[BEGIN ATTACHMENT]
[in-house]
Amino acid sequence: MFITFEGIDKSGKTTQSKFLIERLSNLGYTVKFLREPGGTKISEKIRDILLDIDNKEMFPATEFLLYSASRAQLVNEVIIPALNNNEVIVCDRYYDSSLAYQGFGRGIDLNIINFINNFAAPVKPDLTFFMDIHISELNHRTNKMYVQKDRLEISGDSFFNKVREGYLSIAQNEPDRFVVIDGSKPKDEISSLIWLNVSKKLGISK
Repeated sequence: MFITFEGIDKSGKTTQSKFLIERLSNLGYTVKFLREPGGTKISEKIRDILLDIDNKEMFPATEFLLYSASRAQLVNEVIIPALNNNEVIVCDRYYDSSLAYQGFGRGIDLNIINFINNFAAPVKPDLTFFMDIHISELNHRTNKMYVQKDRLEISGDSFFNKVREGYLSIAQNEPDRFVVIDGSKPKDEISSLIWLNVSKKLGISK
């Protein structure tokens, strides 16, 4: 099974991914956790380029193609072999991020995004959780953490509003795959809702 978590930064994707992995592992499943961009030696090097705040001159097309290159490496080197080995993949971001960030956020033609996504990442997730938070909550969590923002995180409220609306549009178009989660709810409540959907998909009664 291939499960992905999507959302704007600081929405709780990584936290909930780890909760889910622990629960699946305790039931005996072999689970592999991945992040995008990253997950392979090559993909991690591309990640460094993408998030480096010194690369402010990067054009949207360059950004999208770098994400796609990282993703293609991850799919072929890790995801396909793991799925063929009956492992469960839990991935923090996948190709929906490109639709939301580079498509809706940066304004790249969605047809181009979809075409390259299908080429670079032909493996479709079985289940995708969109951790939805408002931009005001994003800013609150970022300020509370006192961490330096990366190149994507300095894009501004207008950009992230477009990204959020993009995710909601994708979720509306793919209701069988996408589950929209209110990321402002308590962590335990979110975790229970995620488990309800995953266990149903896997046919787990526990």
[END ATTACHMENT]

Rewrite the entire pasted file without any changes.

[in-house]
Amino acid sequence: MFITFEGIDKSGKTTQSKFLIERLSNLGYTVKFLREPGGTKISEKIRDILLDIDNKEMFPATEFLLYSASRAQLVNEVIIPALNNNEVIVCDRYYDSSLAYQGFGRGIDLNIINFINNFAAPVKPDLTFFMDIHISELNHRTNKMYVQKDRLEISGDSFFNKVREGYLSIAQNEPDRFVVIDGSKPKDEISSLIWLNVSKKLGISK
Repeated sequence: MFITFEGIDKSGKTTQSKFLIERLSNLGYTVKFLREPGGTKISEKIRDILLDIDNKEMFPATEFLLYSASRAQLVNEVIIPALNNNEVIVCDRYYDSSLAYQGFGRGIDLNIINFINNFAAPVKPDLTFFMDIHISELNHRTNKMYVQKDRLEISGDSFFNKVREGYLSIAQNEPDRFVVIDGSKPKDEISSLIWLNVSKKLGISK
């Protein structure tokens, strides 16, 4: 099974991914956790380029193609072999991020995004959780953490509003795959809702 978590930064994707992995592992499943961009030696090097705040001159097309290159490496080197080995993949971001960030956020033609996504990442997730938070909550969590923002995180409220609306549009178009989660709810409540959907998909009664 291939499960992905999507959302704007600081929405709780990584936290909930780890909760889910622990629960699946305790039931005996072999689970592999991945992040995008990253997950392979090559993909991690591309990640460094993408998030480096010194690369402010990067054009949207360059950004999208770098994400796609990282993703293609991850799919072929890790995801396909793991799925063929009956492992469960839990991935923090996948190709929906490109639709939301580079498509809706940066304004790249969605047809181009979809075409390259299908080429670079032909493996479709079985289940995708969109951790939805408002931009005001994003800013609150970022300020509370006192961490330096990366190149994507300095894009501004207008950009992230477009990204959020993009995710909601994708979720509306793919209701069988996408589950929209209110990321402002308590962590335990979110975790229970995620488990309800995953266990149903896997046919787990526990």